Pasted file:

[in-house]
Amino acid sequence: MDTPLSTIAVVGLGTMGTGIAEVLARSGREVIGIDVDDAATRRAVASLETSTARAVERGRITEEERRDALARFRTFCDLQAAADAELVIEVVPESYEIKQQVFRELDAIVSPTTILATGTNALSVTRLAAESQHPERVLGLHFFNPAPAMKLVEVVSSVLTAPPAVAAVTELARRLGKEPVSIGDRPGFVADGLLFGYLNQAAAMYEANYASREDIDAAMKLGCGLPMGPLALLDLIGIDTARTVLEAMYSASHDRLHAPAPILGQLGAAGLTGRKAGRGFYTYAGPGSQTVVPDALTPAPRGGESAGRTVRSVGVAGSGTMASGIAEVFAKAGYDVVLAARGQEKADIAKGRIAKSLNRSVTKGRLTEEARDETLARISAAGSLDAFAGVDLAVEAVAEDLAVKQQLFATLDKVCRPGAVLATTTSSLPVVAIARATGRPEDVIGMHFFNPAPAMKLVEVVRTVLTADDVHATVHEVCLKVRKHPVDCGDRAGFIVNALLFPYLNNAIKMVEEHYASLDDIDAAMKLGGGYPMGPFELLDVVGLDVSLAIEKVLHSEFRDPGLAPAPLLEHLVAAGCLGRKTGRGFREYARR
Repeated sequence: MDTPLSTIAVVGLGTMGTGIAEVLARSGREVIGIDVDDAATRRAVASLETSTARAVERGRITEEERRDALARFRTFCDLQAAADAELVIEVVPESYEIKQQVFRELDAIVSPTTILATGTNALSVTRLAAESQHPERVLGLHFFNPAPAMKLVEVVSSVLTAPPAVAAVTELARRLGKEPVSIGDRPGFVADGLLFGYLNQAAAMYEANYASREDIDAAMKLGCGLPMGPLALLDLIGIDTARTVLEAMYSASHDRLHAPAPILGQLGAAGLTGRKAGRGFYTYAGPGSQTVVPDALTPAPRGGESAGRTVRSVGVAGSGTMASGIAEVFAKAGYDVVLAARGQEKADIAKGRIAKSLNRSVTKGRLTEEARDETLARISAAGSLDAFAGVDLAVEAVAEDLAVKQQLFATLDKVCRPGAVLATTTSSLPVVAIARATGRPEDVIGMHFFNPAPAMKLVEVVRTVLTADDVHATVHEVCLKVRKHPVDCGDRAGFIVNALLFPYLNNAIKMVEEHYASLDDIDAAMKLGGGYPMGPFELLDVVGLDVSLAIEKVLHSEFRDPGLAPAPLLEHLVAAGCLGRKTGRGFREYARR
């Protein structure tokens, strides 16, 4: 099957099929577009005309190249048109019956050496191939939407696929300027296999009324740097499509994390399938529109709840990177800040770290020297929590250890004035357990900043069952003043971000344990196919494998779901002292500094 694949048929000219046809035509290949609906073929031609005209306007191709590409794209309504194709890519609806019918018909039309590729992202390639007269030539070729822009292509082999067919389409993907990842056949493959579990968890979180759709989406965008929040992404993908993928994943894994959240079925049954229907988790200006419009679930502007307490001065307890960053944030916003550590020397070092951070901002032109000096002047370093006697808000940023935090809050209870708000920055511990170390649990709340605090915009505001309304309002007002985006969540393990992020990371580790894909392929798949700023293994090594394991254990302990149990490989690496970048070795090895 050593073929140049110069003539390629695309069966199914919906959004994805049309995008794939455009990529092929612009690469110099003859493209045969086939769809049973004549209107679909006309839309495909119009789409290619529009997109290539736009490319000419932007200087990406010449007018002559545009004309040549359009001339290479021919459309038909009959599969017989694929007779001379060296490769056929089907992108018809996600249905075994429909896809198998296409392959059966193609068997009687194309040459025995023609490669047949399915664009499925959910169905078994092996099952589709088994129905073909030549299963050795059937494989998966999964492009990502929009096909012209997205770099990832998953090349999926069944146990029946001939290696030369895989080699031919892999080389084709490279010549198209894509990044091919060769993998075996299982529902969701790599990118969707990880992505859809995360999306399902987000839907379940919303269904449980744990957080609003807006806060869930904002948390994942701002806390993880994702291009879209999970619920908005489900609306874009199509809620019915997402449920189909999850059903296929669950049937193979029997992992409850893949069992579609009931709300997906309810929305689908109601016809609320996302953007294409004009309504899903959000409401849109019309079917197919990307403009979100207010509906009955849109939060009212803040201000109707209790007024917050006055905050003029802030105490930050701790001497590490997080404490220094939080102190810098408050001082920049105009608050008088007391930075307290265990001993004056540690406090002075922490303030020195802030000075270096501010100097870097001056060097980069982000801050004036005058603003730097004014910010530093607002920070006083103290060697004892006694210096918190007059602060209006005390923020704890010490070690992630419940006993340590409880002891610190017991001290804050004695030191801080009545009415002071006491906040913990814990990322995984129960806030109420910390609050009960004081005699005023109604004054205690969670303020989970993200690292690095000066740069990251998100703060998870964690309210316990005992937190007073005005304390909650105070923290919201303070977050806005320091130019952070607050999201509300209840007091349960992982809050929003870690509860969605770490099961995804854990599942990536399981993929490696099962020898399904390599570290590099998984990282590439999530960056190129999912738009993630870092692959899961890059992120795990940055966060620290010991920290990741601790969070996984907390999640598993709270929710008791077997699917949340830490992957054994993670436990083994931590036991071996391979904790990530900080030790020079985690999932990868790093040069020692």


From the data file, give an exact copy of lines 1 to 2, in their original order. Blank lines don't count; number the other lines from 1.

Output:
[in-house]
Amino acid sequence: MDTPLSTIAVVGLGTMGTGIAEVLARSGREVIGIDVDDAATRRAVASLETSTARAVERGRITEEERRDALARFRTFCDLQAAADAELVIEVVPESYEIKQQVFRELDAIVSPTTILATGTNALSVTRLAAESQHPERVLGLHFFNPAPAMKLVEVVSSVLTAPPAVAAVTELARRLGKEPVSIGDRPGFVADGLLFGYLNQAAAMYEANYASREDIDAAMKLGCGLPMGPLALLDLIGIDTARTVLEAMYSASHDRLHAPAPILGQLGAAGLTGRKAGRGFYTYAGPGSQTVVPDALTPAPRGGESAGRTVRSVGVAGSGTMASGIAEVFAKAGYDVVLAARGQEKADIAKGRIAKSLNRSVTKGRLTEEARDETLARISAAGSLDAFAGVDLAVEAVAEDLAVKQQLFATLDKVCRPGAVLATTTSSLPVVAIARATGRPEDVIGMHFFNPAPAMKLVEVVRTVLTADDVHATVHEVCLKVRKHPVDCGDRAGFIVNALLFPYLNNAIKMVEEHYASLDDIDAAMKLGGGYPMGPFELLDVVGLDVSLAIEKVLHSEFRDPGLAPAPLLEHLVAAGCLGRKTGRGFREYARR